It's spring and your horse is raring to go!
If you live in a colder climate you have probably put your horse out to pasture for the winter months while keeping the care and maintenance at a minimum and limited to just feeding and watering with an occasional check up to make sure he is doing well. If you are lucky enough to live in a warm climate you have probably been riding through the winter but the suggestions on getting your horse ready might remind you to do a few things you have forgotten for your favorite animal friend.
When you bring your horse in from the pasture you will want to take a few minutes to do a complete “hands on” check. Run your hands up and down on his legs to check for swelling or cuts and check his girth and saddle area. Check under his tail to make sure he is not scouring or have other problems. Check his ears, eyes, and nose for discharges, or other issues. Once you have determined that your horse is generally healthy, it’s time to concentrate on other areas to get him in tiptop shape for spring.
A major problem for most cold-weather horse owners in the spring is how the horse will get “haired up” to keep them warm and protected from the cold during the winter months. Being “haired up” means that their hide or coat grows a little longer and thicker. In the spring they start to shed their winter coat and it can be a mess. They also don’t look their best while going through this process of shedding off. You can help them shed their hair a little quicker by covering your horse with a thick horse blanket for a couple of weeks. Their warmth will help them shed the hair. After removing the blanket you can use a metal shedding blade and good metal curry comb and spend some time each day shedding and brushing out their coat. Use the curry comb in circular motions to dislodge the hair completely. You can also use a good rubber, spiky, curry comb for good results.
Make sure you wear old clothes while doing this, because it is a messy job and you will end up with hair all over yourself. Some people will sponge their horse down with baby oil to help with this process. Make sure you use a clean, wet sponge to wipe off their face and ears after you have used the shedding blade or curry comb. Your horse will also shed off quicker just by riding him every day. They work up a good sweat and this helps dislodge the hair. I don’t recommend shaving or body clipping your horse. It is extremely hard to do a good job and isn’t good on your horse if it turns cold.
Most people will take the shoes off of their horses during the winter months, so now it’s time to call your favorite farrier and schedule an appointment. A farrier is the person who puts shoes on a horse and is also called a horse-shoer. You might want to do this well before the spring months come as most farriers can get very busy during the spring with their customers demanding service so they can get out and ride their horses. Choose a farrier that comes highly recommended by other horse owners because a bad horse-shoer can damage a horse for life. When the farrier comes to put on the shoes make sure he checks for hoof cracks that might have occurred during the winter. You might not want to put shoes on your horse just yet, but you still need to have your farrier trim his hooves as they grow about a quarter of an inch each month. It’s important to your horses’ balance and health to have his hooves in good shape.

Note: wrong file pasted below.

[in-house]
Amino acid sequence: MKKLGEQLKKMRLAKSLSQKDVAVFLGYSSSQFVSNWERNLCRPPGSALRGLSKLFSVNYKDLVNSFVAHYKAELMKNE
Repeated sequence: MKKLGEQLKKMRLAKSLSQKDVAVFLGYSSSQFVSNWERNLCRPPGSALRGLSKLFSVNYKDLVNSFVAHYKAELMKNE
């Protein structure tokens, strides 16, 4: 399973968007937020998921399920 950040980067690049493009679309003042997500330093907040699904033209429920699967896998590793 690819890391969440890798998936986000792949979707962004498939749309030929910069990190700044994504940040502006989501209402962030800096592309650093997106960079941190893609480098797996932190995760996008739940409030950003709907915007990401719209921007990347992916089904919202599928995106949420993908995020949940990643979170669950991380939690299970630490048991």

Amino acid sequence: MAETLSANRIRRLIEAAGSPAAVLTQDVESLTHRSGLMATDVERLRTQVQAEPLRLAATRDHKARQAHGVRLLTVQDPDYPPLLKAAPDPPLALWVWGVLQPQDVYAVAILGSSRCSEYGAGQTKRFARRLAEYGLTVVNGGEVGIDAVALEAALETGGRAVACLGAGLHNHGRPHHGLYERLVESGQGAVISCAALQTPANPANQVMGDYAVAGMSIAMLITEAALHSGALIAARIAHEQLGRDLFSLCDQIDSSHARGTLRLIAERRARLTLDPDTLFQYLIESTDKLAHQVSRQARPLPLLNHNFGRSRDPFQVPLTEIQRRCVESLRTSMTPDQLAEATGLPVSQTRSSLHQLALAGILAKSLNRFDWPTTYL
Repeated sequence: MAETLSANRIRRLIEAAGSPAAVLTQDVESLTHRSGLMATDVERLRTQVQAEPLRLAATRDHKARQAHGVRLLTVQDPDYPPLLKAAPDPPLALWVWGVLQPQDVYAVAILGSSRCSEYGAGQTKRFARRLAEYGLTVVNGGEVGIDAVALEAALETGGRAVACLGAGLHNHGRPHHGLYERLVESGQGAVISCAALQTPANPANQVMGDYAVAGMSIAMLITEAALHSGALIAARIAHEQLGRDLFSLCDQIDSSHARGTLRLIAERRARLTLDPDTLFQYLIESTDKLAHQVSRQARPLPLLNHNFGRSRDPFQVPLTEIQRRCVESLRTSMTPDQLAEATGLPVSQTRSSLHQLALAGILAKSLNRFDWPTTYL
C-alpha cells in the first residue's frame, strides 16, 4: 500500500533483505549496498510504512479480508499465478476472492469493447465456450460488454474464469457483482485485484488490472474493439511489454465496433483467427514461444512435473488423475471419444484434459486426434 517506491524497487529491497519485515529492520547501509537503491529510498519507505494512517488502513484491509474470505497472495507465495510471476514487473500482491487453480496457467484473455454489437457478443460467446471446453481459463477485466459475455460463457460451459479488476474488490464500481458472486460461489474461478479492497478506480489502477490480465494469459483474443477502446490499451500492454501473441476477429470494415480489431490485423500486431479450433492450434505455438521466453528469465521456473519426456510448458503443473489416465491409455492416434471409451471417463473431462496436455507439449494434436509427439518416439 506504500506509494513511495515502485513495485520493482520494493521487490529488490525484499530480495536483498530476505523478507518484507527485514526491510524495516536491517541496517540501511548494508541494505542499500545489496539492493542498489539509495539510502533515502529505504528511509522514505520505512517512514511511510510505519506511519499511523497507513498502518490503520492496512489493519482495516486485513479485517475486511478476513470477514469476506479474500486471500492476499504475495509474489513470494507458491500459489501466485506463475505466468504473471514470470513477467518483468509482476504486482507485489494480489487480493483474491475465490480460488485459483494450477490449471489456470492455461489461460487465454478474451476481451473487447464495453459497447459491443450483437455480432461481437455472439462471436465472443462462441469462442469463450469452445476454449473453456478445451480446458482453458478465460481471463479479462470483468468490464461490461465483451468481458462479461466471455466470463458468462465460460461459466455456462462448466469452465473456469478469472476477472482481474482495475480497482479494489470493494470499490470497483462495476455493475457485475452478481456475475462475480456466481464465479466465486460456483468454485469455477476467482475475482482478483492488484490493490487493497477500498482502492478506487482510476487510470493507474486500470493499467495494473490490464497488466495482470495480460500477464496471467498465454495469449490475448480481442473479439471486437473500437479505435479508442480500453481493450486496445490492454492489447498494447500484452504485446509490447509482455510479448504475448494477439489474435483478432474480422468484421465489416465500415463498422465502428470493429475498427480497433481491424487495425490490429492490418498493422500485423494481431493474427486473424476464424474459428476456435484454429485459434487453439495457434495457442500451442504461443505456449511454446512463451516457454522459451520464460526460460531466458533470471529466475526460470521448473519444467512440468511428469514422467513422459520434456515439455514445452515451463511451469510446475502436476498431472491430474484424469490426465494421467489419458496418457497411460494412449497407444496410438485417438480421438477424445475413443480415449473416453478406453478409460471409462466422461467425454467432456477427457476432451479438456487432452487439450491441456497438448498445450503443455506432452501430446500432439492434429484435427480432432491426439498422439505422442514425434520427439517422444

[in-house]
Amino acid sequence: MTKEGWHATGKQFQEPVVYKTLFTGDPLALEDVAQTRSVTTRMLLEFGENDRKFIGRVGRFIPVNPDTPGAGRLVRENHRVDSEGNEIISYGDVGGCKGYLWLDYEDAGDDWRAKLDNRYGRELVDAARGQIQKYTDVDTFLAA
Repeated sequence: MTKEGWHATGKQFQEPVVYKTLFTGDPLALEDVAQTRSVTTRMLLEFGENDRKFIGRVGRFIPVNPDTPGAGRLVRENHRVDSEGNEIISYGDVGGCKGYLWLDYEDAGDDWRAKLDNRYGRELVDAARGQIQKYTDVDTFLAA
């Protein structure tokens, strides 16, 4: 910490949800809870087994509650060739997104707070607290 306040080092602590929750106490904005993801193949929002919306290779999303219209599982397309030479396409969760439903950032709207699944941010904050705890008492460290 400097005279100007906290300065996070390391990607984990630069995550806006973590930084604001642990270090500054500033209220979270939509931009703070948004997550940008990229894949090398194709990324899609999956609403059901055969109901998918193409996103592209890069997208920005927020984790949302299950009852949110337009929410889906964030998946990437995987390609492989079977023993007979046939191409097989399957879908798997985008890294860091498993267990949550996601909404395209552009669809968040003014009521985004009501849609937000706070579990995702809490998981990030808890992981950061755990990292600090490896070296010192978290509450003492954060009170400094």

Now is the time to schedule a check up with your veterinarian.
Horses should be dewormed every six to eight months but horse owners will often neglect this during the winter if the horse has been turned out to pasture and they don’t have easy access to him. You can deworm your own horse without a veterinarian but it is important that you consult your vet so you are using the correct product in the right dosage. You will also want to change brands of wormer on a regular basis because the worms will build up immunity to the chemicals in each brand if they are used too long. It is extremely important to be consistent with your deworming program as this is the most effective way to control parasites that attack your equine friend.
Now is the time to have your equine veterinarian check out your horse’s teeth. Having good teeth is as important to your horse as it is to you. If available, take your horse to an Equine Dental Technician. A true Equine Dental Technician will have the letters "EqDT" after his or her name. They can identify horse teeth cavities, decay or gum disease and will be ideally placed to diagnose such matters with a minimum of delay. They can also “float” your horses’ teeth. This means rasping or smoothing out the rough edges so they can eat properly. If your horse is losing weight and he has been dewormed, he might need his teeth floated. Many problems with a horse health and his behavior may be related to poor teeth so it is important to have them checked regularly, especially in the spring.
While at the vet in the spring, you will want to make sure your horse is up on all of his vaccinations. Some of the core vaccinations that are needed include:
- Eastern and Western Equine Encephalomyelitis – Annual booster but if the mosquito population is high you might need a booster.
- West Nile - Annual booster but if the mosquito population is high you might need a booster.
- Tetanus – Annually unless an injury has occurred.
- Rabies – Annually
Additional Vaccinations (especially if you travel with your horse)
- Rhinopneumonitis (herpes 1 & 4)
- Equine Viral Arteritis
In the spring it is also important to make sure your horse has a fresh, clean habitat to live in. Now is the time to clean out pens, repair fences, and do everything else that is needed to insure that your horse is living in a healthy environment.